The 5% minoxidil foam formulation was well tolerated, the incidence of adverse events was similar between groups, and no safety concerns were raised based on clinical laboratory test results, vital signs or scalp irritation scores.”

We are in complete agreement with this study that minoxidil is an effective medication for the treatment of hair loss and to stimulate the growth of new hair.

There are also the findings from research conducted by D A Fenton and J D Wilkinson in their study titled ” Topical minoxidil in the treatment of alopecia areata” on October 8, 1983 and represented in the abstract below:

“Topical minoxidil in the treatment of alopecia areata.”
D A Fenton and J D Wilkinson


A modified double blind crossover study was performed to assess the effect of 1% topical minoxidil as compared with placebo in 30 patients with alopecia areata and alopecia totalis. The active preparation produced a highly significant incidence of hair regrowth. A cosmetically acceptable response was noted in 16 patients. No side effects were seen.

The study confirmed that topical minoxidil will induce new hair growth in alopecia areata but that it is less likely to do so in more severe and extensive disease. Furthermore, patients with alopecia universalis and totalis may not respond at all. Nevertheless, as compared with other drugs minoxidil applied topically is relatively non-toxic, is easy to use, and has no systemic or local side effects.

”Br Med J (Clin Res Ed). 1983 October 8; 287(6398): 1015–1017.
PMCID: PMC1549582

We find this study to be indicative of the success of Minoxidil in women’s formulas, which are typically a 2% concentrate and this study showed success at a 1% concentrate.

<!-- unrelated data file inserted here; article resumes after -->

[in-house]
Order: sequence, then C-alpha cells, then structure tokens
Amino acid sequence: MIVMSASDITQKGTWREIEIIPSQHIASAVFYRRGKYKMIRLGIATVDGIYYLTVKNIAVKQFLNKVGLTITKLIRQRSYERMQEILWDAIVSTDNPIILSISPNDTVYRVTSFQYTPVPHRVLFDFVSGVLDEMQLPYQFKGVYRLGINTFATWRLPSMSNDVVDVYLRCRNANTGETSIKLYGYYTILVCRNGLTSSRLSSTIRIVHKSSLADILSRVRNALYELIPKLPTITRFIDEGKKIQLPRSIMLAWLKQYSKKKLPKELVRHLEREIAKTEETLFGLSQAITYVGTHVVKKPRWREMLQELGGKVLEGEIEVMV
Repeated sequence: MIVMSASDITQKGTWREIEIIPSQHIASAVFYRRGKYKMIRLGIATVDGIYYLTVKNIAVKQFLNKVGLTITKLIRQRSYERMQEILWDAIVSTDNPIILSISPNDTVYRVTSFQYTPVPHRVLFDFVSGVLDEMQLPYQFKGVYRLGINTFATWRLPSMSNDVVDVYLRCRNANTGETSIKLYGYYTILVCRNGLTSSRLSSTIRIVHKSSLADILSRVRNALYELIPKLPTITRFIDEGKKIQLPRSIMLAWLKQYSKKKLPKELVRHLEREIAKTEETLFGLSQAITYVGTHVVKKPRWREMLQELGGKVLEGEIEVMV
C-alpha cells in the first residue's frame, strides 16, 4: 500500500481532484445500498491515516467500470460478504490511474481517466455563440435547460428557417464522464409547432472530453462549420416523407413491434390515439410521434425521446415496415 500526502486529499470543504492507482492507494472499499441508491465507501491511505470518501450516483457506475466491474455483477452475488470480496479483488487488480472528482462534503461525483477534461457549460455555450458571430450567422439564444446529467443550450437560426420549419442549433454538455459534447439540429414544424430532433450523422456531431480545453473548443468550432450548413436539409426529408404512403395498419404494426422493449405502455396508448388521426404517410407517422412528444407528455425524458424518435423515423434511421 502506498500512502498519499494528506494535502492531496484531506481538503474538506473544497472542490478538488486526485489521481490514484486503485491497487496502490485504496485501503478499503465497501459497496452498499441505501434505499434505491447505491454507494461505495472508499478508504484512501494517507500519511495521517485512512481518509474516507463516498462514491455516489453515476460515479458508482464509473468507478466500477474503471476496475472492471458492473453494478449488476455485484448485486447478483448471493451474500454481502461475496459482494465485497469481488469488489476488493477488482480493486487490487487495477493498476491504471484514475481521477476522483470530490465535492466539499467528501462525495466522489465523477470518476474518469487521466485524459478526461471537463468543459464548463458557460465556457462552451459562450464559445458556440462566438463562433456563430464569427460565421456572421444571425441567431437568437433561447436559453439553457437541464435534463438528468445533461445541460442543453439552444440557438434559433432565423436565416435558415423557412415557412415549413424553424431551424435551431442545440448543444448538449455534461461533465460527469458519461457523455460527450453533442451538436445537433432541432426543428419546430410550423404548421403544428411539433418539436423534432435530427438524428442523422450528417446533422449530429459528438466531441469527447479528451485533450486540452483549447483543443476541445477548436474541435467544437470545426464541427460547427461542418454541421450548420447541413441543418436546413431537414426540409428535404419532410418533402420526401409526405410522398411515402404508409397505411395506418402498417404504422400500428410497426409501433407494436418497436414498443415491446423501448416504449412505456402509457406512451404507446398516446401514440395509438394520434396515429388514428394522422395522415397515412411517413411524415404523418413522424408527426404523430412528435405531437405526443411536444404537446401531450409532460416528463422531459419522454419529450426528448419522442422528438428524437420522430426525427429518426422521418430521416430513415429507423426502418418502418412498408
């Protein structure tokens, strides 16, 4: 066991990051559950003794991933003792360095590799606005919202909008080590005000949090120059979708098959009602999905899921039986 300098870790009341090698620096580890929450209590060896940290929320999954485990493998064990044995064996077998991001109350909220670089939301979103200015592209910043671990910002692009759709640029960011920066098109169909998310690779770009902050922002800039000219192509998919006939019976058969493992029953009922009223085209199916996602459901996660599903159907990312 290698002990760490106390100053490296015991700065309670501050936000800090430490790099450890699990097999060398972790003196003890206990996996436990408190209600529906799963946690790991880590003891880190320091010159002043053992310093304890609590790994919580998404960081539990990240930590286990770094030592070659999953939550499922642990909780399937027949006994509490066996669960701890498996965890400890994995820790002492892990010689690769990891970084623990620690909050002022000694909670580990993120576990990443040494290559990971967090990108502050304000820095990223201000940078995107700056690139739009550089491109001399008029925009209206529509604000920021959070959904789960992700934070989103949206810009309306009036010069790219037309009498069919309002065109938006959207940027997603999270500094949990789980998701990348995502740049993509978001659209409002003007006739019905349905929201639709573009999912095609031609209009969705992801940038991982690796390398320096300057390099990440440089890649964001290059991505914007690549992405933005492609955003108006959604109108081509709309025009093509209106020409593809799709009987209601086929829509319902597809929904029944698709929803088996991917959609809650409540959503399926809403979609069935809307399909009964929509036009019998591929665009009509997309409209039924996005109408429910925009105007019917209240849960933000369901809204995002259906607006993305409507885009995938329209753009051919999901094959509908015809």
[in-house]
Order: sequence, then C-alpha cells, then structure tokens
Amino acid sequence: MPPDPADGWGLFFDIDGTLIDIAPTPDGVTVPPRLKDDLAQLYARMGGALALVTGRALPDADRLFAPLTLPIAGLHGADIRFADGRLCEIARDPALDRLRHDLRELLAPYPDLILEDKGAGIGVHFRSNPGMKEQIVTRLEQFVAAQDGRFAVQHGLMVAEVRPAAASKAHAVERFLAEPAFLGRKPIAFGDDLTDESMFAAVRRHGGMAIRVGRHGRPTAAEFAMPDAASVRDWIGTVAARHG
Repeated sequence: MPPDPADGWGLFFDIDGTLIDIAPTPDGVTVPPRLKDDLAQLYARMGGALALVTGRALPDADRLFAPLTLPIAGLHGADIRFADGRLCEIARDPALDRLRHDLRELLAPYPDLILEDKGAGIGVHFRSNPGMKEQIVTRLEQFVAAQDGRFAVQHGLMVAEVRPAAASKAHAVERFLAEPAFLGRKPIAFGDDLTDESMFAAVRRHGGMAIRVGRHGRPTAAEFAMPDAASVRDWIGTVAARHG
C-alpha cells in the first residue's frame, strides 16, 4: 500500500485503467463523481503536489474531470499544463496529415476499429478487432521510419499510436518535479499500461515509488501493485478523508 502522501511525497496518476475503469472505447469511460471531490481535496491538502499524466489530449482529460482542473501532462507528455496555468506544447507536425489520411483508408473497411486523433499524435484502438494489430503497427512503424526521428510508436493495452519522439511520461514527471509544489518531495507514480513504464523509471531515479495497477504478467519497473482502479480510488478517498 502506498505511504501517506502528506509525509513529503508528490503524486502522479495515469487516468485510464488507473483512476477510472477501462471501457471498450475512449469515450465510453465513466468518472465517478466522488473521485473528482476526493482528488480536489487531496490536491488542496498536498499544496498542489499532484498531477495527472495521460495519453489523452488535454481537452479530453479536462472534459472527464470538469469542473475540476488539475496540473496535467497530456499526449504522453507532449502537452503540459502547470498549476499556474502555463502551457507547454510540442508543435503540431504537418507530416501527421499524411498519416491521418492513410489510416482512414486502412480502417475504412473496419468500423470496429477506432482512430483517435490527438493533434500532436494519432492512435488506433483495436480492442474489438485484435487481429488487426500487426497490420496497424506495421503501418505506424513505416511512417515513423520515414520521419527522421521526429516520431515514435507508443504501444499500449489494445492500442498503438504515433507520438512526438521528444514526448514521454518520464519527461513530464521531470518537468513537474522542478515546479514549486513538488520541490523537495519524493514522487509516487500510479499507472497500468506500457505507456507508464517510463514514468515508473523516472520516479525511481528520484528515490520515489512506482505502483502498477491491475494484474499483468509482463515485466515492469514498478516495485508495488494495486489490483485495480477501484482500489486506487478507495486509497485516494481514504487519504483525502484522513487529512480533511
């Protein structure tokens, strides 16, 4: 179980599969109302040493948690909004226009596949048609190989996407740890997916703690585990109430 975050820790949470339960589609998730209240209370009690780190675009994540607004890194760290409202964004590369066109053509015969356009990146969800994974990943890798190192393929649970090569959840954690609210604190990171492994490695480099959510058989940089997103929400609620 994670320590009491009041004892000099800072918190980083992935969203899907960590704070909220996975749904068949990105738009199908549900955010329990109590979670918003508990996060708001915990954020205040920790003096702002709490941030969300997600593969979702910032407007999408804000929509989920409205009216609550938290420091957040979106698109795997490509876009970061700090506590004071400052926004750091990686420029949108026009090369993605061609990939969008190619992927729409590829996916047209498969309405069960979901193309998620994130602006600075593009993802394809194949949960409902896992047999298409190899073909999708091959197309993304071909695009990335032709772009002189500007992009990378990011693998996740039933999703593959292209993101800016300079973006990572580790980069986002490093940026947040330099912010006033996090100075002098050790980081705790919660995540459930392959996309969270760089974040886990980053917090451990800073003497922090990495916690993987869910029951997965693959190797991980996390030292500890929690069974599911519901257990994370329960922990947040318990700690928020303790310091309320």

Side Effects of Minoxidil

When used as directed, side effects of minoxidil are usually short lived and may include a burning, stinging or redness when minoxidil is first applied to the skin. These side effects should disappear within a few days. If minoxidil is used in excess amounts, side effects can include headache, nausea, vomiting, dizziness, chest pain, change in hear rate or in blood pressure, fatigue or swelling of hands or feet. If these side effects are seen, you should contact your doctor.


Your scalp must be clean and dry before applying the medication, which comes in either a topical solution or in foam. Apply to the scalp twice daily, and let dry for at least four hours. The medication can be transferred if not try, so it is imperative to wait the four hours for the best results.

Minoxidil is shown to be effective after four to six months of regular use. You may notice an increase in the shedding of hair upon initial weeks of use. This is a normal part of the hair cycle and hair will regrow in a stronger, thicker state. Minoxidil provides ongoing results as long as the product is used consistently.


Based on the clinical information as well as empirical evidence, we wholeheartedly endorse Minoxidil for its use in preventing hair loss and encouraging new hair growth. Minoxidil is approved by the FDA for this use.